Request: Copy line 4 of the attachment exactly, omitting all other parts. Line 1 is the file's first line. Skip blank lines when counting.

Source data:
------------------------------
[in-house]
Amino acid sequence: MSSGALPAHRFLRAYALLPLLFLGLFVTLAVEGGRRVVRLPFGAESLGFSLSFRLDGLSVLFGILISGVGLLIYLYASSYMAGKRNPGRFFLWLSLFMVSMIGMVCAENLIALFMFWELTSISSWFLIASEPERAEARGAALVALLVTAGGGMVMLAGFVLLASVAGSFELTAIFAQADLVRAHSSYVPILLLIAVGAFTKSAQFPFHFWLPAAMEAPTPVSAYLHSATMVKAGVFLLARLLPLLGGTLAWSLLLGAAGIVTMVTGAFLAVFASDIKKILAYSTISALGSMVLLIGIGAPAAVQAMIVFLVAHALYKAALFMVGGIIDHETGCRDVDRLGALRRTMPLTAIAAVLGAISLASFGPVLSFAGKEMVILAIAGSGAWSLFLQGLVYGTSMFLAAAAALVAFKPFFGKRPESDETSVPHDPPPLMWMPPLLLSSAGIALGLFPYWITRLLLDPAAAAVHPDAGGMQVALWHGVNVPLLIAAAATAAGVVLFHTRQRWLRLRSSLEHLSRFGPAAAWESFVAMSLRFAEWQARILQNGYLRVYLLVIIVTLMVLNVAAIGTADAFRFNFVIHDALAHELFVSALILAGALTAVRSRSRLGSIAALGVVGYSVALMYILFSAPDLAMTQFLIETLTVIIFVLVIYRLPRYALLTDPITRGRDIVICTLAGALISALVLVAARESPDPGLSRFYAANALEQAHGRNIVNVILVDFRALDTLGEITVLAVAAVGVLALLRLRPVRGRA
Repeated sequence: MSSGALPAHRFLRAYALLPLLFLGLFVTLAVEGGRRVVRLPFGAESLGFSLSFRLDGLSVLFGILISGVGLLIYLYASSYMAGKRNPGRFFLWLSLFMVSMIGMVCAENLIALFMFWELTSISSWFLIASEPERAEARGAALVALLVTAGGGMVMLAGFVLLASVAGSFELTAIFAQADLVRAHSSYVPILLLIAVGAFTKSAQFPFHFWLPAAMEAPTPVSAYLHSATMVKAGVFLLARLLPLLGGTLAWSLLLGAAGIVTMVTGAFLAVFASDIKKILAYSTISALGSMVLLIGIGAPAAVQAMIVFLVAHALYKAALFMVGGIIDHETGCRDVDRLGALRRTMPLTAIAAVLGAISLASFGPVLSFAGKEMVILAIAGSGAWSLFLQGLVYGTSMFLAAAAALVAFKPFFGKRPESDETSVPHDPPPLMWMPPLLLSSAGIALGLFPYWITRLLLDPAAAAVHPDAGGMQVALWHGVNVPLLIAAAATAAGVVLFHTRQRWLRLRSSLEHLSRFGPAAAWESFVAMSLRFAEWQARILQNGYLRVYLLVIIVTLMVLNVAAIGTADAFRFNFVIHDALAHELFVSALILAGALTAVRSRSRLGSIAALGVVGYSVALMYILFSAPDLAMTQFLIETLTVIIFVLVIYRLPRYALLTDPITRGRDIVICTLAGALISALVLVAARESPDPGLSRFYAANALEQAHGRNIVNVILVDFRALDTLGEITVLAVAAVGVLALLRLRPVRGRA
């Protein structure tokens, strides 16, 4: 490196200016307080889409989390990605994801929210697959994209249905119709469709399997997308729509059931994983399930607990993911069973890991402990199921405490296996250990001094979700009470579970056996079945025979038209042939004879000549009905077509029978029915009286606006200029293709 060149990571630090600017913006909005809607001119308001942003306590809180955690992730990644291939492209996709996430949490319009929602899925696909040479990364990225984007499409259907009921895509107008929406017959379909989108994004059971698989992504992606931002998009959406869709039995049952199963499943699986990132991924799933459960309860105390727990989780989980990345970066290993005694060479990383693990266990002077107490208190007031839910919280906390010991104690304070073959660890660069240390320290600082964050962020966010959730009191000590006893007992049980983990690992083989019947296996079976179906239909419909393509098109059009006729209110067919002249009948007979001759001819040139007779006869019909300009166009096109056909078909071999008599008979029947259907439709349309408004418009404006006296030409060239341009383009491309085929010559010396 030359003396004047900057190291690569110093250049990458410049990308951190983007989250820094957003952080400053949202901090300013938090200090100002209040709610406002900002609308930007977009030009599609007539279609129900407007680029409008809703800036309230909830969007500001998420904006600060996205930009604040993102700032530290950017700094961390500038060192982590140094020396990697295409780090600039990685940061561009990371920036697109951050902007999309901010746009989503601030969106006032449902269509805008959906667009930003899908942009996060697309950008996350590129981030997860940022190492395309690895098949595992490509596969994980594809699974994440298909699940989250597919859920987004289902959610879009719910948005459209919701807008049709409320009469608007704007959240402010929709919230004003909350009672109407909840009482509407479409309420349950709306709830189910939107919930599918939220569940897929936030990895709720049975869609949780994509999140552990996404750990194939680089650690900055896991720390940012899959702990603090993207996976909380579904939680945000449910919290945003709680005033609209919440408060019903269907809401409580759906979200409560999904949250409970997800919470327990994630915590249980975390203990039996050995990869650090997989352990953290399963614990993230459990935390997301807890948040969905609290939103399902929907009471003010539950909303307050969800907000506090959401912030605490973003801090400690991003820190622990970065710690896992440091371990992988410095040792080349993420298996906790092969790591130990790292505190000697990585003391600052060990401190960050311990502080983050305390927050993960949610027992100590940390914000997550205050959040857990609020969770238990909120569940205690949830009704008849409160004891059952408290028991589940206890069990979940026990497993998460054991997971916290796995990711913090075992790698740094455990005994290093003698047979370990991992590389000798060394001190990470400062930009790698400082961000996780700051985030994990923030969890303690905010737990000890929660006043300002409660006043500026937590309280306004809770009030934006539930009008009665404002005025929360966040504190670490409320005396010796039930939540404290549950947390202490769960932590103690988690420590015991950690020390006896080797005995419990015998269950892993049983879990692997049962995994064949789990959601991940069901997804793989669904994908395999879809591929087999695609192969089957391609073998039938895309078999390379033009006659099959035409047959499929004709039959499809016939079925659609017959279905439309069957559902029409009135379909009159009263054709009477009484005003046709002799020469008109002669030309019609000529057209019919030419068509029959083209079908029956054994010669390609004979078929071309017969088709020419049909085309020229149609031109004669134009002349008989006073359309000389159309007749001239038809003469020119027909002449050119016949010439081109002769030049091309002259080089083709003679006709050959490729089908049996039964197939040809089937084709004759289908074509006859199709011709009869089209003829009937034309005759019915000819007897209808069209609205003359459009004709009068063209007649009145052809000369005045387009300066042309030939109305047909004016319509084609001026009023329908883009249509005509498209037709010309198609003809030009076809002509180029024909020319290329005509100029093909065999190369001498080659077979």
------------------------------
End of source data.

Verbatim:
């Protein structure tokens, strides 16, 4: 490196200016307080889409989390990605994801929210697959994209249905119709469709399997997308729509059931994983399930607990993911069973890991402990199921405490296996250990001094979700009470579970056996079945025979038209042939004879000549009905077509029978029915009286606006200029293709 060149990571630090600017913006909005809607001119308001942003306590809180955690992730990644291939492209996709996430949490319009929602899925696909040479990364990225984007499409259907009921895509107008929406017959379909989108994004059971698989992504992606931002998009959406869709039995049952199963499943699986990132991924799933459960309860105390727990989780989980990345970066290993005694060479990383693990266990002077107490208190007031839910919280906390010991104690304070073959660890660069240390320290600082964050962020966010959730009191000590006893007992049980983990690992083989019947296996079976179906239909419909393509098109059009006729209110067919002249009948007979001759001819040139007779006869019909300009166009096109056909078909071999008599008979029947259907439709349309408004418009404006006296030409060239341009383009491309085929010559010396 030359003396004047900057190291690569110093250049990458410049990308951190983007989250820094957003952080400053949202901090300013938090200090100002209040709610406002900002609308930007977009030009599609007539279609129900407007680029409008809703800036309230909830969007500001998420904006600060996205930009604040993102700032530290950017700094961390500038060192982590140094020396990697295409780090600039990685940061561009990371920036697109951050902007999309901010746009989503601030969106006032449902269509805008959906667009930003899908942009996060697309950008996350590129981030997860940022190492395309690895098949595992490509596969994980594809699974994440298909699940989250597919859920987004289902959610879009719910948005459209919701807008049709409320009469608007704007959240402010929709919230004003909350009672109407909840009482509407479409309420349950709306709830189910939107919930599918939220569940897929936030990895709720049975869609949780994509999140552990996404750990194939680089650690900055896991720390940012899959702990603090993207996976909380579904939680945000449910919290945003709680005033609209919440408060019903269907809401409580759906979200409560999904949250409970997800919470327990994630915590249980975390203990039996050995990869650090997989352990953290399963614990993230459990935390997301807890948040969905609290939103399902929907009471003010539950909303307050969800907000506090959401912030605490973003801090400690991003820190622990970065710690896992440091371990992988410095040792080349993420298996906790092969790591130990790292505190000697990585003391600052060990401190960050311990502080983050305390927050993960949610027992100590940390914000997550205050959040857990609020969770238990909120569940205690949830009704008849409160004891059952408290028991589940206890069990979940026990497993998460054991997971916290796995990711913090075992790698740094455990005994290093003698047979370990991992590389000798060394001190990470400062930009790698400082961000996780700051985030994990923030969890303690905010737990000890929660006043300002409660006043500026937590309280306004809770009030934006539930009008009665404002005025929360966040504190670490409320005396010796039930939540404290549950947390202490769960932590103690988690420590015991950690020390006896080797005995419990015998269950892993049983879990692997049962995994064949789990959601991940069901997804793989669904994908395999879809591929087999695609192969089957391609073998039938895309078999390379033009006659099959035409047959499929004709039959499809016939079925659609017959279905439309069957559902029409009135379909009159009263054709009477009484005003046709002799020469008109002669030309019609000529057209019919030419068509029959083209079908029956054994010669390609004979078929071309017969088709020419049909085309020229149609031109004669134009002349008989006073359309000389159309007749001239038809003469020119027909002449050119016949010439081109002769030049091309002259080089083709003679006709050959490729089908049996039964197939040809089937084709004759289908074509006859199709011709009869089209003829009937034309005759019915000819007897209808069209609205003359459009004709009068063209007649009145052809000369005045387009300066042309030939109305047909004016319509084609001026009023329908883009249509005509498209037709010309198609003809030009076809002509180029024909020319290329005509100029093909065999190369001498080659077979």